Central Saint Martins is a school well-known for encouraging creativity amongst its students, and it’s clear that Ashish is no exception. From the off, he has seen fashion as a magical place for escapism.
“The way I design is like a fantasy, I want it to be escapist, I want it to be quite magical. It’s almost like if you feel quite down, and you want to escape from that oppression, this world is like magic. When I first started doing it, for a lot of people, I guess it was too much. You know, sequins have always been kind relegated to a slightly dodgy cocktail kind of thing. They are, in a way, a kind of a protest. They are a protest against gloom, against wearing beige, against blandness.”
Though Ashish is known for these glittering collections, recently the political situation has become so bad it seems he may no longer be able to escape. One such example of this is the plain white t-shirt marked with the word ‘Immigrant’. The piece is currently on sale in Browns, South Molton Street, but it was never intended to go into production. Ashish originally made it to wear himself, as a response to the Brexit referendum last year. He wanted to say: “Yeah, do you know what? I am a fucking immigrant. I contribute so much and this is bullshit. I feel that even if you’re not successful, there are people that clean toilets and make beds in hotels and do all those things, and they are as valid – they are human beings and they do things that nobody else wants to do.”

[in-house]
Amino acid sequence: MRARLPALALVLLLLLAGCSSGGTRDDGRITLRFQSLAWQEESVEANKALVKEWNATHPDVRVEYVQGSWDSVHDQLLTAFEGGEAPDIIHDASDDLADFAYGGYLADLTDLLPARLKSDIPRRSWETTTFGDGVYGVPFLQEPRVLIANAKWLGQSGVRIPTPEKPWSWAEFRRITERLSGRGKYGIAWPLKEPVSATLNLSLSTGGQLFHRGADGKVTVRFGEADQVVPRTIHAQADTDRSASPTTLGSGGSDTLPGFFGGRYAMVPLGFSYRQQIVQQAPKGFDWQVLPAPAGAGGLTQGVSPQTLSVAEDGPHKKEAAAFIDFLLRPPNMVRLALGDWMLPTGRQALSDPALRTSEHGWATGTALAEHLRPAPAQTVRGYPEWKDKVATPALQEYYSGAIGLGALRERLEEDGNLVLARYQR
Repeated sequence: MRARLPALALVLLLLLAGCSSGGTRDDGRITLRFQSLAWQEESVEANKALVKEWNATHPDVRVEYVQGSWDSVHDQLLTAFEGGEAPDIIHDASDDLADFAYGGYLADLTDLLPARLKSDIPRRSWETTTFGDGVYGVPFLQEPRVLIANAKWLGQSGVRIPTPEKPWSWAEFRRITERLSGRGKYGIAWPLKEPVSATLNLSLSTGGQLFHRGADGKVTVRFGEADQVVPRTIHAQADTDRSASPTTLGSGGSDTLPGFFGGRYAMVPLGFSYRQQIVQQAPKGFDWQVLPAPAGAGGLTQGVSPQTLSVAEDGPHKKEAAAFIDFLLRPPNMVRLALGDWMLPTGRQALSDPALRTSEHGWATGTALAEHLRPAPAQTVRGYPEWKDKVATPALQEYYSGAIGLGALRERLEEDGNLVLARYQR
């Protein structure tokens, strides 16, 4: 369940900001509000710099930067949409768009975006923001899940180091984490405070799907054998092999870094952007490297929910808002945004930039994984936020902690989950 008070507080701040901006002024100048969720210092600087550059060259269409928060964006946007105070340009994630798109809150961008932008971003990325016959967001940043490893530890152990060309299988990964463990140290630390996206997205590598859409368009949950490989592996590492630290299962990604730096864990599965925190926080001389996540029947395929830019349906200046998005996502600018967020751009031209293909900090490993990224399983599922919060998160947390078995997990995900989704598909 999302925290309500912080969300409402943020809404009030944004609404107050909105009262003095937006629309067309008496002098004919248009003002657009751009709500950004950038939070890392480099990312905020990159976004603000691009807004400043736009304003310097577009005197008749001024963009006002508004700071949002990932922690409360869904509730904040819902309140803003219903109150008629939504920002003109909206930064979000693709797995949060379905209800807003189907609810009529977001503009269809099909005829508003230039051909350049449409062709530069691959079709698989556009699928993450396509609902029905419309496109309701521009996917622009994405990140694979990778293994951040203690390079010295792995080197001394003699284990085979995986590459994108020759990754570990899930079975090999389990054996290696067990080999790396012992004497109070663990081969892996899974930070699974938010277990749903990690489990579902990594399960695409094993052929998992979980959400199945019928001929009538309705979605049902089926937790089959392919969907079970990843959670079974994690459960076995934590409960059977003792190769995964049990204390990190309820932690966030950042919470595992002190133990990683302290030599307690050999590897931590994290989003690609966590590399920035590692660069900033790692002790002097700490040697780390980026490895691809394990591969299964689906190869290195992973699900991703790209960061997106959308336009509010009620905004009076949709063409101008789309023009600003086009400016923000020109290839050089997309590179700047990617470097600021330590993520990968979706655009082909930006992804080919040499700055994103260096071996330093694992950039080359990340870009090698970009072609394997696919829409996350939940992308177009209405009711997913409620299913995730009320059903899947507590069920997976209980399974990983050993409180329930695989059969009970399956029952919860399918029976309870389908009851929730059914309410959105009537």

When a picture of the t-shirt was posted on Instagram, many people messaged him, looking to get hold of one for themselves. They said that it was representative of how they felt as well. This touched him deeply, and after Browns contacted him, he agreed to put the t-shirt into production.
“THERE MIGHT NOT BE ANOTHER SEASON, SO SAY WHAT YOU ARE TRYING TO SAY.”